Dr. Fox: It might not. And so it’s interesting, because it’s actually…not only is there some controversy about placing the cerclage, there’s a lot of controversy about checking afterwards with ultrasound the placement. We do it because we think it’s a smart thing to do, to make sure that what we placed is where it’s supposed to be. Not everyone does that. And so I was pretty confident that, you know, you’re only 22 or 23 weeks, the cervix looks okay, but let’s redo this, and just go back to the operating room and do it.
And it happens. It’s not…you know, not a lot, but it definitely happens, especially if you’re dilated when we put it in. And then we did it a second time, and then, after that, it was picture-perfect.
Jackie: Yeah. But it was still, like, everything…I could never just, like… For the next five months, like, holding my breath for five months, every appointment.
Dr. Fox: Yeah.
Jackie: I think I was in this office once a week, there was a week I was here five days in a row.
Dr. Fox: Yeah, yeah.
Jackie: Like, literally always here.
Dr. Fox: We’re like “The Toast” for you.
Jackie: Yeah. Even, like, doing the second, it took me a few days to decide to, like, do it again, because that was, like, another decision that I had to make, like do we want to do it again?
Dr. Fox: Yeah.
Jackie: Ultimately, like, I decided yes, and that was also your recommendation. The recovery from the second surgery was the most painful thing. More painful, I think, more painful for sure than birth recovery.
Dr. Fox: Mm.
Jackie: It was two weeks of, like, abject pain.
Dr. Fox: Yeah, I remember we spoke about that. Yeah.
Jackie: I was like, oh, my… And thank God the first one wasn’t that painful, or else I honestly don’t know if I would have been able to do it again.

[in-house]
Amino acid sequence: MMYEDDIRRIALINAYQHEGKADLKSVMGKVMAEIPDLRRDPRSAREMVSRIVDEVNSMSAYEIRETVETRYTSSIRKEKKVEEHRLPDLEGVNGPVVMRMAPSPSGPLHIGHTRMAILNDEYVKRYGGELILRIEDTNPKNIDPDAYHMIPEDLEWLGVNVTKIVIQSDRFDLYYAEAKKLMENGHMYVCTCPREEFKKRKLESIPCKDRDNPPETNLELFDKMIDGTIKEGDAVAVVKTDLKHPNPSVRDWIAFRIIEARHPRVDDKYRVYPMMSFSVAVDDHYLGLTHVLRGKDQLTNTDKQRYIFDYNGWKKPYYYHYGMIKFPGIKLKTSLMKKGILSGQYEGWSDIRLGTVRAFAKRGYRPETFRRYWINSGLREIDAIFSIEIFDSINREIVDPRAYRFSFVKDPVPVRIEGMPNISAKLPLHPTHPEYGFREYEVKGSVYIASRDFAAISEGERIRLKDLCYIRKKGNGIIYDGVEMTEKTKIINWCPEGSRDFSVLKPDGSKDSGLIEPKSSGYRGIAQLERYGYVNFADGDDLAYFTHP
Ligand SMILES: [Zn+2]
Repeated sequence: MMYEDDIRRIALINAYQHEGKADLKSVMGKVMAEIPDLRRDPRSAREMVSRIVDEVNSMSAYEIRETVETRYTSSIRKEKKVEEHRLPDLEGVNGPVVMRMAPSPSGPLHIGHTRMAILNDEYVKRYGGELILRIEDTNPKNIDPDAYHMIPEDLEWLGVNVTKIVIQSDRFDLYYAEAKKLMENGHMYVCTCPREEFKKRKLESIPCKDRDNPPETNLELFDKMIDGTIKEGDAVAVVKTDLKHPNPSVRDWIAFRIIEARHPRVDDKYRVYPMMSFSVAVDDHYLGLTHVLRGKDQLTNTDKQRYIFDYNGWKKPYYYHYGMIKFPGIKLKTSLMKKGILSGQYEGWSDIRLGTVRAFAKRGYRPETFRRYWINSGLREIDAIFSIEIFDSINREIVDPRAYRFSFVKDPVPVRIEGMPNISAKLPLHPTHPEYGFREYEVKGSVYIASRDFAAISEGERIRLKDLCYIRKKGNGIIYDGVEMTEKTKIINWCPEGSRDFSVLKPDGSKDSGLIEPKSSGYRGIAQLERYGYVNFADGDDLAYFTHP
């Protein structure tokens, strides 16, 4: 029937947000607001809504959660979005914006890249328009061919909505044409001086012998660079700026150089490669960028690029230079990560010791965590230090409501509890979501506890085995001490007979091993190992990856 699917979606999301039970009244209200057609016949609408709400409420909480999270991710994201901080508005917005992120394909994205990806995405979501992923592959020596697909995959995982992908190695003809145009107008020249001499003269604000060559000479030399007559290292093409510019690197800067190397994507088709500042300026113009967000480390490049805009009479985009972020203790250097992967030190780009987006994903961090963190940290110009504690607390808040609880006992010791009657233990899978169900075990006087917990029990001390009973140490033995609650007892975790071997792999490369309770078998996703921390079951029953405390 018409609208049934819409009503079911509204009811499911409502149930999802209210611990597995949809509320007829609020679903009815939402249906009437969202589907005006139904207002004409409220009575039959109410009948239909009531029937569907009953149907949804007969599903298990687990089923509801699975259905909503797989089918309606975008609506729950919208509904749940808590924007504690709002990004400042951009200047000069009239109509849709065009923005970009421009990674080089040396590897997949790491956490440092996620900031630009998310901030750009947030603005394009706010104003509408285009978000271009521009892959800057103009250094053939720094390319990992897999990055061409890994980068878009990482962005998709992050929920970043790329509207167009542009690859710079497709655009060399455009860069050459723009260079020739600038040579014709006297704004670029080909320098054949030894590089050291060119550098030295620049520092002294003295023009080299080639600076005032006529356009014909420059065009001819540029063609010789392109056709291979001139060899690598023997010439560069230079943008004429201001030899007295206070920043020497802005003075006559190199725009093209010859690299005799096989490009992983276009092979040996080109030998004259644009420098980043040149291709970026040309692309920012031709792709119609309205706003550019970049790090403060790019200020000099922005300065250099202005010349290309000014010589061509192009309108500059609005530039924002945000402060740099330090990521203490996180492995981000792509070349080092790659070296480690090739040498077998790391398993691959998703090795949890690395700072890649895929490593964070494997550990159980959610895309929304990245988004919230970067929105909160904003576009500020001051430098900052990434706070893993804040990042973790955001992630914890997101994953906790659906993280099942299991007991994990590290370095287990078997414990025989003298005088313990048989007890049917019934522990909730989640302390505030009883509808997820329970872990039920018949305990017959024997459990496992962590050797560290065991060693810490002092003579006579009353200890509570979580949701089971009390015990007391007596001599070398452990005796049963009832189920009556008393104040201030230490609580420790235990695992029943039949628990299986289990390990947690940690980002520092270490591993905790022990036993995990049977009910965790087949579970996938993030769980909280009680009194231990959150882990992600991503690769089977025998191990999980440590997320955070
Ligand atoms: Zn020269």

Dr. Fox: Yeah. What was it like emotionally, going through the pregnancy? I mean, I could tell you what my perspective was, but I’m curious what yours was.
Jackie: I’m curious what yours was.
Dr. Fox: I’ll tell you after.
Jackie: But it was really just having to take everything one day at a time, holding my breath every single day. Like, you know, those first few days before I got the cerclage were, like, all over, like shock, so never really… And then I had the cerclage, and I could be, I was like, calm waters for two weeks, as long as everything was going ok.
Dr. Fox: Right.
Jackie: And with every day, like, I’m getting closer to viability, so like, every single day is a milestone, every week was a milestone. Even getting to 22 weeks, you know, there was that hospital in Jacksonville that would help me…
Dr. Fox: Yeah. Yeah, yeah.
Jackie: Then getting to 24 weeks, and it’s like, okay, I have a baby now, like, so…
Dr. Fox: Yeah. Right.
Jackie: And then 28 weeks, I know someone, someone who I’m really close with is 28 weeks he was born at, and you would never know.
Dr. Fox: Right.
Jackie: So like, everything was… 32 weeks my niece was born at, 32 or 34 weeks, so like, every single week was, like, a huge milestone, but I never could exhale until cerclage removal day, which was at 37 weeks.
Dr. Fox: Yeah.
Jackie: So it was just, like, living, like, so on edge, you know? Every night going to sleep and being like, am I going to wake up in labor?
Dr. Fox: Right.
Jackie: Especially because then in June, I didn’t share this on the show because… But this added, like, a level of precariousness, because after the second cerclage, and then I came in for my checkup, and it looked gangbusters, like, we have a cerclage… And I was enjoying life, you know? Now I moved to New York, because now you’re my doctor.
Dr. Fox: Yeah.